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06-02-2009 Post does not mapped to Knowledge Tree
Paul S
San Diego, California, USA
Posts 2,052
Joined on 10-12-2006

Post #: 1
Post ID: 10693
Reply to: 10693
Ravel's String Quartet; Remarkable!
fiogf49gjkf0d
Last night as I prepared to go to sleep, I double-checked the volume setting on the small clock radio I keep bedside.  It is actually a pretty cool little radio (Kaito KA1107), and I have intended for some time to get better headphones or earbuds for it, since its built-in speaker is so tiny, and of course it needs 2 channels to deliver stereo.

Anyway, as I switched on the radio, I was immediately smitten by a most amazing performance of a composition I did not know: Ravel's String Quartet, played here by the Cleveland Quartet.  I quickly found and put on my cheap earbuds then lay back to absorb as much as I could.

What a piece!  I forgot all about sleep and stayed awake and alert while I listened to all of it; and when it was over I lay awake for quite a while longer, thinking about it.

No doubt I am odd man out here, as others could not have overlooked this gem as I have done, up to now!

Paul S
06-21-2009 Post does not mapped to Knowledge Tree
Romy the Cat


Boston, MA
Posts 9,283
Joined on 05-28-2004

Post #: 2
Post ID: 10867
Reply to: 10693
Ravel Trio....
fiogf49gjkf0d

Yep, it is a wonderful work. I heard it but kind of overlooked it but your mentioning made me to review my attention. BTW, Ravel has even greater work: The Trio for piano, violin and cello is.  I juts was playing my live recording  from WGBH’s studio and they played the whole work

http://www.bostontrio.com/

A truly great trio particularly for the weather that we have today in Boston. If you can play 88/24 then I can upload the recording for you.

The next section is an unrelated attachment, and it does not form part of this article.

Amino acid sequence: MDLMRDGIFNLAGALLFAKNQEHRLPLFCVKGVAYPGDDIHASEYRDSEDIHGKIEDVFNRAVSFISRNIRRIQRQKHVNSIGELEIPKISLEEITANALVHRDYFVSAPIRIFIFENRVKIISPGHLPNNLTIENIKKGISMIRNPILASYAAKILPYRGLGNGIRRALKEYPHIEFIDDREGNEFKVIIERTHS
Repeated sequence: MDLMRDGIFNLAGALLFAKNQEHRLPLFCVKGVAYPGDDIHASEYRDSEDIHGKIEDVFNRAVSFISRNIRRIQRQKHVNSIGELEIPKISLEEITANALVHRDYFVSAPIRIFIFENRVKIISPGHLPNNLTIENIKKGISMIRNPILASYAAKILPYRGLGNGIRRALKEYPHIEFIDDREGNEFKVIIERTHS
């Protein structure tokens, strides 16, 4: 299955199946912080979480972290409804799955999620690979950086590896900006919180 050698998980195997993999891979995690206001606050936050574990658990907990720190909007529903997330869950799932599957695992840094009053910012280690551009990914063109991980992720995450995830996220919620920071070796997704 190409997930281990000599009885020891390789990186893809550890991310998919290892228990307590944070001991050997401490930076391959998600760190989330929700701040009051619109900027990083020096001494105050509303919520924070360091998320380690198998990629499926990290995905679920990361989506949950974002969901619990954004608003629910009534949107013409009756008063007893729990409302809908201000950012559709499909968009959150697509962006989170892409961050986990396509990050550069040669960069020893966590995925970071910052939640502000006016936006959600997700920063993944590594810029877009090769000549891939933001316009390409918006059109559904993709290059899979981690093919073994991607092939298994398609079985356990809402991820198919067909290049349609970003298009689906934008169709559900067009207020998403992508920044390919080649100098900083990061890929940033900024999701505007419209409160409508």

The Cat


"I wish I could score everything for horns." - Richard Wagner. "Our writing equipment takes part in the forming of our thoughts." - Friedrich Nietzsche
06-21-2009 Post does not mapped to Knowledge Tree
Paul S
San Diego, California, USA
Posts 2,052
Joined on 10-12-2006

Post #: 3
Post ID: 10872
Reply to: 10867
Stone-age Man vs. Modern Music
fiogf49gjkf0d
Romy, thanks for the tip.  One of the great joys in my life is being bowled over by a work and/or performance with which I am not familiar, such as the Cleveland's Ravel Quartet in F.  I will have to find a CD or LP of the Boston's Ravel Trio, or maybe I can find a more rinky-dink format, since I still have not figured out the computer music yet, apart from Flash Player, etc.  And since I have gone from volunteering to working full time for a non-profit, it looks like my system will be pretty much frozen for the foreseeable future.  But based on the considerable worth of the Quartet in F, I will make every effort to hear Ravel's "even greater work"!

I can't help but wonder how the young Ravel even came up with this stuff!  I can understand that the Quartet drew mixed, mostly negative reviews in its day, as it was obviously "ahead of its time".  But one would think it would be even popular today.  Oh, well, I have it now!

Best regards,
Paul S



06-26-2009 Post does not mapped to Knowledge Tree
Romy the Cat


Boston, MA
Posts 9,283
Joined on 05-28-2004

Post #: 4
Post ID: 10924
Reply to: 10693
Harlem Quartet plays Ravel’s String Quartet in F
fiogf49gjkf0d

A few days back the Harlem Quartet broadcasted LIVE their meeting in WGBH's Fraser Performance Studio

http://www.harlemquartet.org/

Here is the live mp3 podcast of the event. Envy people, we have in Boston 4 times per week like this….

http://streams.wgbh.org/online/play.php?xml=clas/cmd090624harlem.xml&template=wgbh_audio

It was an interesting take…

The Cat


"I wish I could score everything for horns." - Richard Wagner. "Our writing equipment takes part in the forming of our thoughts." - Friedrich Nietzsche
06-27-2009 Post does not mapped to Knowledge Tree
Paul S
San Diego, California, USA
Posts 2,052
Joined on 10-12-2006

Post #: 5
Post ID: 10926
Reply to: 10924